Maybe you don't want Google seeing how many exclamation points you use in your emails.
Taryn Elliott, Pexels

Since we don’t all have personal assistants to draft emails and update our calendars, Google has tried to fill the void with ‘smart’ features across Gmail, Google Chat, and Google Meet. These automatic processes cover everything from email filtering and predictive text to notifications about upcoming bills and travel itineraries. But such personalized assistance requires a certain amount of personal data.

For example, to suggest email replies that match what you’d choose to write on your own—or remind you about important emails you’ve yet to reply to—Google needs to know quite a bit about how you write and what you consider important. And that involves tracking your actions when using Google services.

For some people, Google’s helpful hints might save enough time and energy to justify giving up full privacy. If you’re not one of them, here’s how to disable the ‘smart’ features.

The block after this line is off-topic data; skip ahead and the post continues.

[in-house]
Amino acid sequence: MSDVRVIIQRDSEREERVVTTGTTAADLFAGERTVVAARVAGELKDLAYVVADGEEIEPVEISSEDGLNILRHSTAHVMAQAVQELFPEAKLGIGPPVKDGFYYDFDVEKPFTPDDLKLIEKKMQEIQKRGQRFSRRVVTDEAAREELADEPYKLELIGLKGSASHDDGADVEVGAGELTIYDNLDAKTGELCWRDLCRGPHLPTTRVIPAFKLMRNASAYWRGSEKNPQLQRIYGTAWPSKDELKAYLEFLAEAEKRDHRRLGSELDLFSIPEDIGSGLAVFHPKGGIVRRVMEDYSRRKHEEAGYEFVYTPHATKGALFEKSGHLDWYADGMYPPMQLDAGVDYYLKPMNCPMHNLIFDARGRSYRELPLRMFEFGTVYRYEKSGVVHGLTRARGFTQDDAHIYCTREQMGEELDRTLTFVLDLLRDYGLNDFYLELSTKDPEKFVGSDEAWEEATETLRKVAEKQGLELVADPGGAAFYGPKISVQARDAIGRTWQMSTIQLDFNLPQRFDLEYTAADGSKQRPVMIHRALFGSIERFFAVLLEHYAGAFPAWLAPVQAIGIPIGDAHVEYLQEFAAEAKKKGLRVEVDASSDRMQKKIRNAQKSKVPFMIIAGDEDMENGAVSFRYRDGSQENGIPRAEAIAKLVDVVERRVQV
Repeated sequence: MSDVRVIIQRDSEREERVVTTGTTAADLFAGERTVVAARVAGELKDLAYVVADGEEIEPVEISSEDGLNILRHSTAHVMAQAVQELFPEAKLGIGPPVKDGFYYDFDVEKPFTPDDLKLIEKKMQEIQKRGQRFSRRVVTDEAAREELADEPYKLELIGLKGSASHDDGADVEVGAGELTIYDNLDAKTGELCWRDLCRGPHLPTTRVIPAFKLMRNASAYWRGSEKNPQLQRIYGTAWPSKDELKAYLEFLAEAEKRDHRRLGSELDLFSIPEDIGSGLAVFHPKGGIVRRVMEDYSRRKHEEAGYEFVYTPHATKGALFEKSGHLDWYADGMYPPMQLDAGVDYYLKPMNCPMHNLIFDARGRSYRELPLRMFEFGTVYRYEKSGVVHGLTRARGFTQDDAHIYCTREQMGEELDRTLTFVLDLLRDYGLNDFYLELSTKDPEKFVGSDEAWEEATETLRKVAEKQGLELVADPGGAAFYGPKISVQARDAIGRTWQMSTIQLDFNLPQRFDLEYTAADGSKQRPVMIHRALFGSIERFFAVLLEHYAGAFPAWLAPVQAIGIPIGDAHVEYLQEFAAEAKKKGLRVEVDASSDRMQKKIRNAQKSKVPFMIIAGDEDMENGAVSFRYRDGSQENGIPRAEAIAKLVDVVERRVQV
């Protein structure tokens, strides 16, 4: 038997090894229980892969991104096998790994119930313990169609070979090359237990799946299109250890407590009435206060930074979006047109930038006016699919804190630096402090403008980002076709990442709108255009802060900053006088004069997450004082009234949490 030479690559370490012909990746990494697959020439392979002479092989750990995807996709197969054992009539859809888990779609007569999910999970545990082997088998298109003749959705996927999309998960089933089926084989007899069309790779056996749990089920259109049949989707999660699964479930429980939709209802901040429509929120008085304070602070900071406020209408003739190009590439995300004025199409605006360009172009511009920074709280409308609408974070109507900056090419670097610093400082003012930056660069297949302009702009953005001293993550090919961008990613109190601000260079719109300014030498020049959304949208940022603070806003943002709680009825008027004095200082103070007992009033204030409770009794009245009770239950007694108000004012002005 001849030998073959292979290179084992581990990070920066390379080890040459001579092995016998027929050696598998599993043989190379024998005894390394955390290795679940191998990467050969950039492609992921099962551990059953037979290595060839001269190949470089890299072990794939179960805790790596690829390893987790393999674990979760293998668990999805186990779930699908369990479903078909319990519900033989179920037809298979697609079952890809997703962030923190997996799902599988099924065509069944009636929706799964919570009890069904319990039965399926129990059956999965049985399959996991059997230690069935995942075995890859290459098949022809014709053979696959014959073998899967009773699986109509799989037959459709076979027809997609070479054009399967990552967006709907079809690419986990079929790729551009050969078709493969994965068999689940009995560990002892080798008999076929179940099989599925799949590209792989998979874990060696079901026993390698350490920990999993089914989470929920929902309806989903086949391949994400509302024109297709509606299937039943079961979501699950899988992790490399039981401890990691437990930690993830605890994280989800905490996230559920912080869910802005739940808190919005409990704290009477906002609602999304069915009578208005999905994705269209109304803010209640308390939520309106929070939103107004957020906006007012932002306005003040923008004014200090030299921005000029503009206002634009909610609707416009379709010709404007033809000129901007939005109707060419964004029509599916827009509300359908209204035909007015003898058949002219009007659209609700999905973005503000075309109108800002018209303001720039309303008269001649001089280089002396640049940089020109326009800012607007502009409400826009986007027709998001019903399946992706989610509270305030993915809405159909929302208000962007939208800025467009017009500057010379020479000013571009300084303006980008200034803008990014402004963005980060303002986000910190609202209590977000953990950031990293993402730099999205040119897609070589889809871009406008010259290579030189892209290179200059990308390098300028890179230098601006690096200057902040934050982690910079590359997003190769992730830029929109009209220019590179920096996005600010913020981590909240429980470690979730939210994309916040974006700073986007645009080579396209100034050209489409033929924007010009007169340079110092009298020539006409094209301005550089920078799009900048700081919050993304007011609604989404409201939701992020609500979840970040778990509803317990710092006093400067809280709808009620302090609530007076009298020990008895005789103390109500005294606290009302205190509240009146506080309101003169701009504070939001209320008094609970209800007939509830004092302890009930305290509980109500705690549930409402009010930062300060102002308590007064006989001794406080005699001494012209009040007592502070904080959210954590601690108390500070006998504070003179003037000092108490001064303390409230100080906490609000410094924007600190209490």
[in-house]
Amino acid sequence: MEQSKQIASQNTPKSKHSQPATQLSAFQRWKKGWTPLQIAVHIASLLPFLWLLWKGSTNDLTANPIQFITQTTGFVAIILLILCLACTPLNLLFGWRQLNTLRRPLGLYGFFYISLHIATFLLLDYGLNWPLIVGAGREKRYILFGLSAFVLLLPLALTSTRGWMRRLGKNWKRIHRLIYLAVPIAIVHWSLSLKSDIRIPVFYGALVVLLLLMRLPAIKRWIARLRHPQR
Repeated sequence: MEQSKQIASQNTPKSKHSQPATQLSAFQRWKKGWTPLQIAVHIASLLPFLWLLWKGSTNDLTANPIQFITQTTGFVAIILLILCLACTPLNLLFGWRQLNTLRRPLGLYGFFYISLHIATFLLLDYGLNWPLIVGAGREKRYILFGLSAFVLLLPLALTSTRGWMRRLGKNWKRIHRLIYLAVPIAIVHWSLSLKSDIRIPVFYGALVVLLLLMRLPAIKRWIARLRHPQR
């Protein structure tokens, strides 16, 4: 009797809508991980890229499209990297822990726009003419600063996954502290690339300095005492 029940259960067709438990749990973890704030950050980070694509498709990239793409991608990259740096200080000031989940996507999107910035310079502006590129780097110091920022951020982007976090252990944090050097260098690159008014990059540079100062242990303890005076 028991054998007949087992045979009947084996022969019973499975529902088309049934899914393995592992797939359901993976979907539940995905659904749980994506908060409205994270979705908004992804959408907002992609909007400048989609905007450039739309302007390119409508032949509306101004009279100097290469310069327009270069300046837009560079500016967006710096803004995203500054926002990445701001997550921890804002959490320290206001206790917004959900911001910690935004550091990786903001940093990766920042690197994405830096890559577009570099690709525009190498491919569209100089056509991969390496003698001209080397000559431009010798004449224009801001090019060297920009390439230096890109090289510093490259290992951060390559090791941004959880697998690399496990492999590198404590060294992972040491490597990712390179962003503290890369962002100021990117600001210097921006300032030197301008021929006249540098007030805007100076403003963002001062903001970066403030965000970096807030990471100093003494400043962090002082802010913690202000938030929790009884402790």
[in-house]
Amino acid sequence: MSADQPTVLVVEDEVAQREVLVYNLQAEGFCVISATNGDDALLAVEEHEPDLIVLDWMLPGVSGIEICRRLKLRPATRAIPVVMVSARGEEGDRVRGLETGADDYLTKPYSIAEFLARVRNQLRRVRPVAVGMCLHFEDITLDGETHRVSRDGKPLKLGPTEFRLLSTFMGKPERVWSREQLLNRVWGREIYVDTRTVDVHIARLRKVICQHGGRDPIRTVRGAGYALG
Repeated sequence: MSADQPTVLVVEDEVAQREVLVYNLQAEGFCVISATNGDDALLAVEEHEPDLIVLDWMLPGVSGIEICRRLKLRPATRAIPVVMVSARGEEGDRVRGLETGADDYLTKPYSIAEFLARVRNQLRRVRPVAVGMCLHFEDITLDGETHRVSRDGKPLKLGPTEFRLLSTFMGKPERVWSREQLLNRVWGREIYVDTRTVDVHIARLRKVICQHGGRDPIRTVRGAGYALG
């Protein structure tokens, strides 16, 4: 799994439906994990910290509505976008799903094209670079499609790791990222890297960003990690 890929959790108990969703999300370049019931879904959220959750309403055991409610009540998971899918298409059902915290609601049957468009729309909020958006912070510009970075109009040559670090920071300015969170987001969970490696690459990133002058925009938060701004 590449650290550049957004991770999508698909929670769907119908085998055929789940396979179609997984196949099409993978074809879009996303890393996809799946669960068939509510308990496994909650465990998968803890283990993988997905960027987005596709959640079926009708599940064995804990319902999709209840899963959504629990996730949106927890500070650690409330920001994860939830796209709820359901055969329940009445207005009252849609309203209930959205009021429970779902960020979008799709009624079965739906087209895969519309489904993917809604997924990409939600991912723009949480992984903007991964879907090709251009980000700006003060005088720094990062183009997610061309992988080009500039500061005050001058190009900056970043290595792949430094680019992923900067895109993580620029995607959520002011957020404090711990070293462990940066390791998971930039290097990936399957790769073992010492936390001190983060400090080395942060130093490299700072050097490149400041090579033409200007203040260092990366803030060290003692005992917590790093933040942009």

As Simplemost explains, first open Gmail and click the gear icon (settings) in the upper right corner of the page. Select ‘See all settings,’ which should default to the ‘General’ tab. Next to ‘Smart Compose,’ ‘Smart Compose personalization,’ and ‘Smart Reply,’ choose the ‘Off’ options. Next to ‘Nudges,’ uncheck both boxes (which will stop suggestions about what emails you should answer or follow up on). Then, switch from the ‘General’ tab to ‘Inbox’ and scroll down to ‘Importance markers.’ Choose ‘No markers’ and ‘Don’t use my past actions to predict which messages are important.’

Seeing these settings might make you wonder what other information you’ve unwittingly given Google access to. Fortunately, there’s a pretty easy way to customize it. If you open the ‘Accounts’ tab (beside ‘Inbox’) and choose ‘Google Account settings,’ there’s an option to ‘Take the Privacy Checkup.’ That service will walk you through all the privacy settings, including activity tracking on Google sites, ad personalization, and more.

[h/t Simplemost]